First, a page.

Fame and the graveyard

A little while ago, my daughter and I went to a cemetery, as we often do. Cemeteries are great places to take kids. They are spacious, peaceful, meditative and perfect places to play zombie tag.*

It was a lovely dark gray rainy morning at a tiny gem of a graveyard in Westwood, hidden between tall office buildings. Driving past on Wilshire Boulevard, you’d never know that you were mere feet from Pierce Brothers Westwood Village Memorial Park, the final resting place of some Hollywood A-listers. Los Angeles and its surrounding cities boast a great many celebrity graves, especially in Forest Lawn and Hollywood Forever, both of which are great for spotting the dead stars, but the smaller Westwood Village and Woodlawn in Santa Monica are my favorites.

I’ve learned, in my time as a grave-spotter of the famous, that big stars often have small graves. Bing Crosby and Bela Lugosi have modest plaques in the same row at Holy Cross. Marilyn Monroe, Truman Capote and Dean Martin are entombed in marble walls, but without any other significant ostentation. Al Jolson’s grave is probably the largest and gaudiest I have ever seen. You can see it from the freeway. Some tombstones are funny. Merv Griffin’s reads “I will not be right back after this message” and Rodney Dangerfield’s says “There goes the neighborhood.”

Or my favorite:

Seeing the celebrity dead, I feel a closeness, an “ooh, famous person” factor, but also the impermanence of it all. And then I begin to consider the life of the person as a person, rather than as a public figure. As Morrissey sang: “With loves and hates / and passions just like mine / They were born / And then they lived and then they died.”

The great leveler, then, isn’t such a bad thing; it reminds me that these were real people. Similarly, sometimes when I’m in a crowded place, I’ll have a moment of clarity and realize that everyone I’m looking at is a person, a life, not just a blip in the periphery.

With so many aspects of life and death in Los Angeles, the famous and pretty overshadow the regular folk. But as well as seeing the humanity in the famous, I observe the other people buried and wonder about their accomplishments. Who was a great cook? Who wrote poems? What ordinary beauty did each hold dear, and what extraordinary sadness did each face?

During that visit to Pierce Brothers, my daughter and I looked at the plaques, and whenever I knew something about the person, I told her what I knew. Mel Tormé, for example, wrote “The Christmas Song” and Truman Capote was a famous writer, and so on. In between Tormé and Capote, my daughter asked about a grave. It belonged to a young woman named Ashleigh. I told my daughter I didn’t know anything about her.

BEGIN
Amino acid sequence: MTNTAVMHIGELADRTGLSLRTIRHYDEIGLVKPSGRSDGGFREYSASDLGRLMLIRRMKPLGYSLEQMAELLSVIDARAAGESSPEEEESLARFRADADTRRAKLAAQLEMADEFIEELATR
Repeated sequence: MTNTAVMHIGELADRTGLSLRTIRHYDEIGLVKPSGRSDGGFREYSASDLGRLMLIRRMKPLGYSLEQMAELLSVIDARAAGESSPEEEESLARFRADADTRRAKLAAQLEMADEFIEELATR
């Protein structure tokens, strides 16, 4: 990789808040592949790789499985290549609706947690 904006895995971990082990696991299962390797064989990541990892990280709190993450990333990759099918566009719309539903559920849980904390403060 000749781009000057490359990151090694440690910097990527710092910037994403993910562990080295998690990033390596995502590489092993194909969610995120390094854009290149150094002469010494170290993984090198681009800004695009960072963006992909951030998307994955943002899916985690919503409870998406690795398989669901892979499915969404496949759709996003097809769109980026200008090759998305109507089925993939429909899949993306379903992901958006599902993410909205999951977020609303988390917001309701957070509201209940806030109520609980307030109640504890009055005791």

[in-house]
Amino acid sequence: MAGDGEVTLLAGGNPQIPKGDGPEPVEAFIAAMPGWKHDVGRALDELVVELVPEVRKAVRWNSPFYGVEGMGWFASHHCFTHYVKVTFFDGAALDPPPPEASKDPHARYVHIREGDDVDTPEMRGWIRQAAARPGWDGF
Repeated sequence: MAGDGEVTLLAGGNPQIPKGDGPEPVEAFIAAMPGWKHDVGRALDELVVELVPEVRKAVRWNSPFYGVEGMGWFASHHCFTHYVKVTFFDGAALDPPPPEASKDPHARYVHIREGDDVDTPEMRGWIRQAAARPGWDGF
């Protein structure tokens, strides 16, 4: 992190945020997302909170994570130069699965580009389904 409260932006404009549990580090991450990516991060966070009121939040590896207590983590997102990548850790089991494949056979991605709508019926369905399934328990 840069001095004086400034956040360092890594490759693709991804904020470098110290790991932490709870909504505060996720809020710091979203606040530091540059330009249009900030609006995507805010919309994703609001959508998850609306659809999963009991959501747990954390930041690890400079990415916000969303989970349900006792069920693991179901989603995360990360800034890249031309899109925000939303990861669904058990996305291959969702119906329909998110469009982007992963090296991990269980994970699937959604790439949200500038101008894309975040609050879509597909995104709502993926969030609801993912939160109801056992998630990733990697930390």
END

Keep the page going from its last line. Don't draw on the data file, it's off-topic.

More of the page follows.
Here’s the strange part. I took an iPhone picture of Mel Tormé’s grave. I put my phone away. I later took a picture of Capote. I put my phone away. Later that day I looked through my pictures and found that I had a picture of Ashleigh’s grave between the two others. I have no recollection whatsoever of taking this photo.

Though I have an active imagination, I’m not overly given to supernatural speculation, nor have I ever seen a ghost. There are many possible, rational explanations for how this may have occurred, my own forgetfulness being chief among them. Still, rational as I am, seeing her photo freaked me out, for true. I felt as though a lonely person wanted to wave hi to my daughter, who had taken the time to ask about a deceased stranger. At the moment I saw the mysterious picture, I no longer cared about Farrah Fawcett or Billy Wilder or any of the famous graves I’d seen. I wanted to know who Ashleigh was. 

I found a memorial piece online that a friend of hers had written. She’d committed suicide at age 16 by falling from her bedroom window. She had long red hair and a memorable laugh. Her reason for ending her life was not clear, at least not to her friends. Reading about her hit me hard. I had never before felt such intense sadness over the death of a total stranger. I wish I knew more, but there’s not much else I can learn about her, unless I begin to pester her relatives, and I would never do that.

It might be a strange thing to say, but I noticed that after my “encounter” with Ashleigh, my interest in ghost stories spiked. That night, in fact, I read Douglas Clegg’s novella Isis (which I strongly recommend) and believe it or not, it helped me feel better. Whatever your take on life after death may be, there is no denying that ghost stories are part of every culture, whether in agreement or at odds with popular philosophical or scientific views. Since as far back as humans go, we’ve wondered what comes next. Into the space between the empirical and the religious come the storytellers. Fiction is part of how we digest the information that neither science nor religion adequately answers.

My hunger for ghost stories continues. What do you recommend? What do you think ghosts are (or aren’t)? What have you experienced? 

* Zombie tag is a game my daughter invented. The zombie (fast or slow) chases and tags the mortals, but cannot touch a plaque or headstone. If they touch one, the zombie has to turn away from the mortals and count to three. If a mortal within a few feet of a zombie touches a headstone, the zombie has to turn around and yell “brains!” before resuming the chase. The game ends when the last mortal is turned.

When Jason Henninger isn’t reading, writing, juggling, cooking or raising evil genii, he works for Living Buddhism magazine in Santa Monica, CA.


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